By Craig Kyle & Christopher Yost (Writers) and Mike Choi & Sonia Oback (Art)
Some Thoughts Before The Review: The X-event The Messiah Complex was one of the reasons I got back into reading comics. So, needless to say, I’ve been looking forward to the sequel. That said, I’m not really sure what to expect from it, quality-wise. I really like what Craig Kyle, Christopher Yost, Mike Choi, and Sonia Oback (along with Clayton Crain) have done with X-Force. However, Duane Swierczynski and Ariel Olivetti have left me feeling fairly indifferent towards Cable. While I’ll readily agree that Cable has improved quite a bit since its rocky start, I can’t help but wonder if the crossover will maintain a level of consistency between the different creative teams.
The Story: The Messiah War kicks off with…well… mostly a summary to get readers caught up on the events that have lead to the crossover. Cyclops sends X-Force into the future to help Cable protect Hope, where they run straight into a familiar, unstable mercenary. Meanwhile, Lucas Bishop hits a bar in an attempt to persuade a returning “X” adversary to help eliminate Cable and Hope.
What’s Good: Event one-shots are something of a necessary evil. They must accomplish the rather tricky task of explaining enough about the past in order to make new readers feel welcome while at the same time advancing the story enough to satisfy longtime fans. And as far as that task is concerned, I have to consider the Messiah War one-shot to be a success. Simply put, the creative team manages to present a comic that keeps the old information from feeling stale and the new stuff from feeling too stunted. The narration and dialogue from Craig Kyle and Christopher Yost adequately sums things up by establishing what’s at stake. As for the visuals, Mike Choi and Sonia Oback do a nice job telling the story while, at times, putting forth some of the best work I’ve seen them do. Especially worth noting are the scenes featuring Deadpool, as they are almost worth the price of admission alone. Hilarious and disturbing, just like something involving the Merc with a Mouth should be.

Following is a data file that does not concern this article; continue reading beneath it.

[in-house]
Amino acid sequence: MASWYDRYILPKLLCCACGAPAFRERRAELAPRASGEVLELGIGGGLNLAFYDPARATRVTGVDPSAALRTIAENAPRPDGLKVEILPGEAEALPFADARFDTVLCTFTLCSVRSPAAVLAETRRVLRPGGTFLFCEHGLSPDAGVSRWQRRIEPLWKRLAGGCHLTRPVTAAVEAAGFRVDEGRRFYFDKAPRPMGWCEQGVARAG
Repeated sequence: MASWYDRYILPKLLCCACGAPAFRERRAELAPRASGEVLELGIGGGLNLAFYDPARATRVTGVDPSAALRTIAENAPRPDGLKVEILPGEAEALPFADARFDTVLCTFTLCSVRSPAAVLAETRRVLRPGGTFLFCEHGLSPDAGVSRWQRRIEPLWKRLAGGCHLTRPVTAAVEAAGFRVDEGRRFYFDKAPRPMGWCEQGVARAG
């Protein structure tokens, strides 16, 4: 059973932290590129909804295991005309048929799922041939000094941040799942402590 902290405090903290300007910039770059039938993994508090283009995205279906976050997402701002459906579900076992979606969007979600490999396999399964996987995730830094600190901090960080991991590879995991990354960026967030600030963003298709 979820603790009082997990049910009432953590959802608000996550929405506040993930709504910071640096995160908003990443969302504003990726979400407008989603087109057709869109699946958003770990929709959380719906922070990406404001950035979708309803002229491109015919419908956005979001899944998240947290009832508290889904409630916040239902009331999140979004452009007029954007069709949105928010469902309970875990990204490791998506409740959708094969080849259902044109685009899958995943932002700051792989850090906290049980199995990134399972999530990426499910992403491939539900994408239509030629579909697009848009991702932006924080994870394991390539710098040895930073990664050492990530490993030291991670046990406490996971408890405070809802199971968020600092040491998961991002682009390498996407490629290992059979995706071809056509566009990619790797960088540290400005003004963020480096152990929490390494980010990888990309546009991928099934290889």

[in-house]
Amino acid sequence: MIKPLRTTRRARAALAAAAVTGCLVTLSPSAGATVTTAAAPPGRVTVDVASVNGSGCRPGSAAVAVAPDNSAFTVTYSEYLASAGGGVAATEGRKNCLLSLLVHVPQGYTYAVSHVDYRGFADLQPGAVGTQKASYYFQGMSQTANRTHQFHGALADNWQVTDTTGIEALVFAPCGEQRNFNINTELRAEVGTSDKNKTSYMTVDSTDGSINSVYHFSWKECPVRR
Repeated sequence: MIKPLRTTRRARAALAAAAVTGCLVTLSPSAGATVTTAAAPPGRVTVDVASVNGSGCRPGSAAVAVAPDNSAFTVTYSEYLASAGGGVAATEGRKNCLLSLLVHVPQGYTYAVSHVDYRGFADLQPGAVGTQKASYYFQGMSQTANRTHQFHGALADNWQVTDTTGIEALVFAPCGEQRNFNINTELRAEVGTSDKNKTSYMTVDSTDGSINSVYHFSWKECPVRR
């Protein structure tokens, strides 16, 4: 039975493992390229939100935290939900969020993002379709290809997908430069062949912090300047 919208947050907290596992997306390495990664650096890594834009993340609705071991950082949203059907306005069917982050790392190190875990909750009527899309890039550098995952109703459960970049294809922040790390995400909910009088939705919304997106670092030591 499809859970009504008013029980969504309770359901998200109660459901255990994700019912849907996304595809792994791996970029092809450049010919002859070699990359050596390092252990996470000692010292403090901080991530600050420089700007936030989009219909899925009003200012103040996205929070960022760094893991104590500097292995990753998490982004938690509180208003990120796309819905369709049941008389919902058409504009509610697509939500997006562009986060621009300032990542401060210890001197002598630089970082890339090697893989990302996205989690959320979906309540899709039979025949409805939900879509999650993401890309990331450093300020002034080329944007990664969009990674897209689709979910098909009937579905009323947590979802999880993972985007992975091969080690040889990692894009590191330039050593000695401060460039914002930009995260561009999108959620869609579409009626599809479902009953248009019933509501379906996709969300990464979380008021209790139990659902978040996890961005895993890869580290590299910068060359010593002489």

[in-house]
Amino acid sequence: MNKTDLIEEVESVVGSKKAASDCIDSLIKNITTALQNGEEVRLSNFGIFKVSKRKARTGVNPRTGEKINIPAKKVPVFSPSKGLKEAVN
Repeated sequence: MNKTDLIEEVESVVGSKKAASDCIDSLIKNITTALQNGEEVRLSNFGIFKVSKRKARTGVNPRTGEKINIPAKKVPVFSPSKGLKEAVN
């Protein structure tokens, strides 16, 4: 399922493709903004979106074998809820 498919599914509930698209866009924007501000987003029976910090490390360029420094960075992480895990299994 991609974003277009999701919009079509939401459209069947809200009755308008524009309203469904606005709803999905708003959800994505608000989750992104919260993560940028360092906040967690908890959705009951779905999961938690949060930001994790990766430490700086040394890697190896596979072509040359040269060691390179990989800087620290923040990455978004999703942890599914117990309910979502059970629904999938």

What’s Not So Good: Despite being well handled by the creative team from both a writing standpoint and an artistic standpoint, there is no shaking the “been there, done that” feeling the first half of the one-shot gives off. It seems as though the whole section might have been better suited to being part of one of those free Saga releases so more time could be spent on advancing the War plot. In all honesty, the situation is understandable. But it still warrants a mention or else I wouldn’t be doing my job.
Conclusion: Messiah War definitely gets off to a slow start, but things pick up well enough by the time the first chapter reaches its conclusion. I look forward to seeing where things go next. Hopefully it involves more Deadpool.